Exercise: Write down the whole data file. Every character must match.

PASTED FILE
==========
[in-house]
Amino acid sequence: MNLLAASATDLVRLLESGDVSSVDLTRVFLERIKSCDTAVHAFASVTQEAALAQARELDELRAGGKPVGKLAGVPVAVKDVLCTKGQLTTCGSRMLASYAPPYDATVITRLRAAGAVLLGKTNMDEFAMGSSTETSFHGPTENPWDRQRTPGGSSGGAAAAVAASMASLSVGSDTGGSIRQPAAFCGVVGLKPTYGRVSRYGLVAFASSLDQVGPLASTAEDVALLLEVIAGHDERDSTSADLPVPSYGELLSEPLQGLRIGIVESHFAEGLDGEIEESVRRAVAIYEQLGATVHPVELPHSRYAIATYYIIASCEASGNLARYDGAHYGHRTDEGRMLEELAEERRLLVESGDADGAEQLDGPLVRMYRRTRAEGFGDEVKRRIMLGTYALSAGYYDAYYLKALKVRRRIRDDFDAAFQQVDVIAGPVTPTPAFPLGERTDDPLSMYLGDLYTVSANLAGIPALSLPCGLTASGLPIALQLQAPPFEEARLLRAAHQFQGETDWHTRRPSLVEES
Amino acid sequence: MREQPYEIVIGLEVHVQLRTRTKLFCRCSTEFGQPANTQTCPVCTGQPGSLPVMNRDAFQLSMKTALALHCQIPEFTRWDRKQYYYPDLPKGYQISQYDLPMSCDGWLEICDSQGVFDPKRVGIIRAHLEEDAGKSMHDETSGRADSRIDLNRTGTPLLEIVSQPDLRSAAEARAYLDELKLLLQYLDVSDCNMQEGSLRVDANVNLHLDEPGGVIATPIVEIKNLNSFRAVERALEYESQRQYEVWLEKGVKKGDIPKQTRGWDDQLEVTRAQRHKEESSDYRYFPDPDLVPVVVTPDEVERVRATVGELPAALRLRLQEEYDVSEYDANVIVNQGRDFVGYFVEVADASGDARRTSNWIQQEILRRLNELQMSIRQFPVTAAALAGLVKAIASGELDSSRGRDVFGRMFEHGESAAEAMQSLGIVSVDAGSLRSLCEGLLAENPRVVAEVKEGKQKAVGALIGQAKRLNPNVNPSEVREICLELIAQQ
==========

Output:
[in-house]
Amino acid sequence: MNLLAASATDLVRLLESGDVSSVDLTRVFLERIKSCDTAVHAFASVTQEAALAQARELDELRAGGKPVGKLAGVPVAVKDVLCTKGQLTTCGSRMLASYAPPYDATVITRLRAAGAVLLGKTNMDEFAMGSSTETSFHGPTENPWDRQRTPGGSSGGAAAAVAASMASLSVGSDTGGSIRQPAAFCGVVGLKPTYGRVSRYGLVAFASSLDQVGPLASTAEDVALLLEVIAGHDERDSTSADLPVPSYGELLSEPLQGLRIGIVESHFAEGLDGEIEESVRRAVAIYEQLGATVHPVELPHSRYAIATYYIIASCEASGNLARYDGAHYGHRTDEGRMLEELAEERRLLVESGDADGAEQLDGPLVRMYRRTRAEGFGDEVKRRIMLGTYALSAGYYDAYYLKALKVRRRIRDDFDAAFQQVDVIAGPVTPTPAFPLGERTDDPLSMYLGDLYTVSANLAGIPALSLPCGLTASGLPIALQLQAPPFEEARLLRAAHQFQGETDWHTRRPSLVEES
Amino acid sequence: MREQPYEIVIGLEVHVQLRTRTKLFCRCSTEFGQPANTQTCPVCTGQPGSLPVMNRDAFQLSMKTALALHCQIPEFTRWDRKQYYYPDLPKGYQISQYDLPMSCDGWLEICDSQGVFDPKRVGIIRAHLEEDAGKSMHDETSGRADSRIDLNRTGTPLLEIVSQPDLRSAAEARAYLDELKLLLQYLDVSDCNMQEGSLRVDANVNLHLDEPGGVIATPIVEIKNLNSFRAVERALEYESQRQYEVWLEKGVKKGDIPKQTRGWDDQLEVTRAQRHKEESSDYRYFPDPDLVPVVVTPDEVERVRATVGELPAALRLRLQEEYDVSEYDANVIVNQGRDFVGYFVEVADASGDARRTSNWIQQEILRRLNELQMSIRQFPVTAAALAGLVKAIASGELDSSRGRDVFGRMFEHGESAAEAMQSLGIVSVDAGSLRSLCEGLLAENPRVVAEVKEGKQKAVGALIGQAKRLNPNVNPSEVREICLELIAQQ